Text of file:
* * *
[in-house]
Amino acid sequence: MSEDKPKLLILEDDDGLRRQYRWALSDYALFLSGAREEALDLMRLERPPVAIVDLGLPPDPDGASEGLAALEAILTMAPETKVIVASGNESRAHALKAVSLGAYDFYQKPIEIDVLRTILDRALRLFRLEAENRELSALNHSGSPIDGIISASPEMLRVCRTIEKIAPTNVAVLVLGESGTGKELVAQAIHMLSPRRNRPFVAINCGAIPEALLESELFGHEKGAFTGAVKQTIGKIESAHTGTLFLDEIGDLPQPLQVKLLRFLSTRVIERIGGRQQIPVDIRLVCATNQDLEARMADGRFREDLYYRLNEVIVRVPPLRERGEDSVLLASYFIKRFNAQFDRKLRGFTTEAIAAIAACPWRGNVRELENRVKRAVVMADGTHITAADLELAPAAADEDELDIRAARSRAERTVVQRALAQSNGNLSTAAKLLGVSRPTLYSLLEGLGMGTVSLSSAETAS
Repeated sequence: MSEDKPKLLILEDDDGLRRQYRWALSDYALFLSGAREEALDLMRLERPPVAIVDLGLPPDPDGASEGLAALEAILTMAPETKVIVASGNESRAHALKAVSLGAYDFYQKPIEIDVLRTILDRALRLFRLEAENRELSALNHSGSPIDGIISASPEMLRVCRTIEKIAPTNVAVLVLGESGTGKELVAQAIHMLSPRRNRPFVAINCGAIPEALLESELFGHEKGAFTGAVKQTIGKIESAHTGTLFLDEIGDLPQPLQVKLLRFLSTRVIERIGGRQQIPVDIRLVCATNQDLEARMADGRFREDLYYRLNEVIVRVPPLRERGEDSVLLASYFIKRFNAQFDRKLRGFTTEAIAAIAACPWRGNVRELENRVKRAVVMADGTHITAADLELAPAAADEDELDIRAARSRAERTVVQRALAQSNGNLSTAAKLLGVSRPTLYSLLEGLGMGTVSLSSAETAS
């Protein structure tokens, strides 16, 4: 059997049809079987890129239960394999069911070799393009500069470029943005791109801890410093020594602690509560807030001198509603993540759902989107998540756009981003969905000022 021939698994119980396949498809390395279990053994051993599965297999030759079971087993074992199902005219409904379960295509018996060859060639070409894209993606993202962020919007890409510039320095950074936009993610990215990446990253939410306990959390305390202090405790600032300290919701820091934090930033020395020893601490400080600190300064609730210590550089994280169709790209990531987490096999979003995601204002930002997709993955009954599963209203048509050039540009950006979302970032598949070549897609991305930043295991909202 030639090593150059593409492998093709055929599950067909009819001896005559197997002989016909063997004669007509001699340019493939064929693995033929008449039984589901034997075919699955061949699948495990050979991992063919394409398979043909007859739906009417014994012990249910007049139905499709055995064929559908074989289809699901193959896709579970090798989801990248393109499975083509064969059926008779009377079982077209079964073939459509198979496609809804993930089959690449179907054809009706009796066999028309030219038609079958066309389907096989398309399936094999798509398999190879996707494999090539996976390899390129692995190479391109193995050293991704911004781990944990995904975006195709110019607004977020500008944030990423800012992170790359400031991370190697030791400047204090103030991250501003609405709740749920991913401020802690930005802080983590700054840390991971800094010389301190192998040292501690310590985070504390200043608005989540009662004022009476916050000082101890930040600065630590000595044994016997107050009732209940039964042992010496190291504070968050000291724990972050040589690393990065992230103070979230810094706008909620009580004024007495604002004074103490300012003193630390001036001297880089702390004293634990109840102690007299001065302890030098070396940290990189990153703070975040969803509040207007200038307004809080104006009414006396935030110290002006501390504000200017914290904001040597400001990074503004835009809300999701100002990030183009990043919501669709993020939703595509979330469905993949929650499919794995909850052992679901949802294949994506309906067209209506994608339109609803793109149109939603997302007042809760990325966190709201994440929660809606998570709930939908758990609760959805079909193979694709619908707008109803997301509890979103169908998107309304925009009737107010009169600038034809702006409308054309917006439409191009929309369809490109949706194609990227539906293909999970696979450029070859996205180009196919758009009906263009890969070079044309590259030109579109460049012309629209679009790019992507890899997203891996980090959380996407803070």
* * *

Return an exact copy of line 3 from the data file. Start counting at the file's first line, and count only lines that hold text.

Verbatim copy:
Repeated sequence: MSEDKPKLLILEDDDGLRRQYRWALSDYALFLSGAREEALDLMRLERPPVAIVDLGLPPDPDGASEGLAALEAILTMAPETKVIVASGNESRAHALKAVSLGAYDFYQKPIEIDVLRTILDRALRLFRLEAENRELSALNHSGSPIDGIISASPEMLRVCRTIEKIAPTNVAVLVLGESGTGKELVAQAIHMLSPRRNRPFVAINCGAIPEALLESELFGHEKGAFTGAVKQTIGKIESAHTGTLFLDEIGDLPQPLQVKLLRFLSTRVIERIGGRQQIPVDIRLVCATNQDLEARMADGRFREDLYYRLNEVIVRVPPLRERGEDSVLLASYFIKRFNAQFDRKLRGFTTEAIAAIAACPWRGNVRELENRVKRAVVMADGTHITAADLELAPAAADEDELDIRAARSRAERTVVQRALAQSNGNLSTAAKLLGVSRPTLYSLLEGLGMGTVSLSSAETAS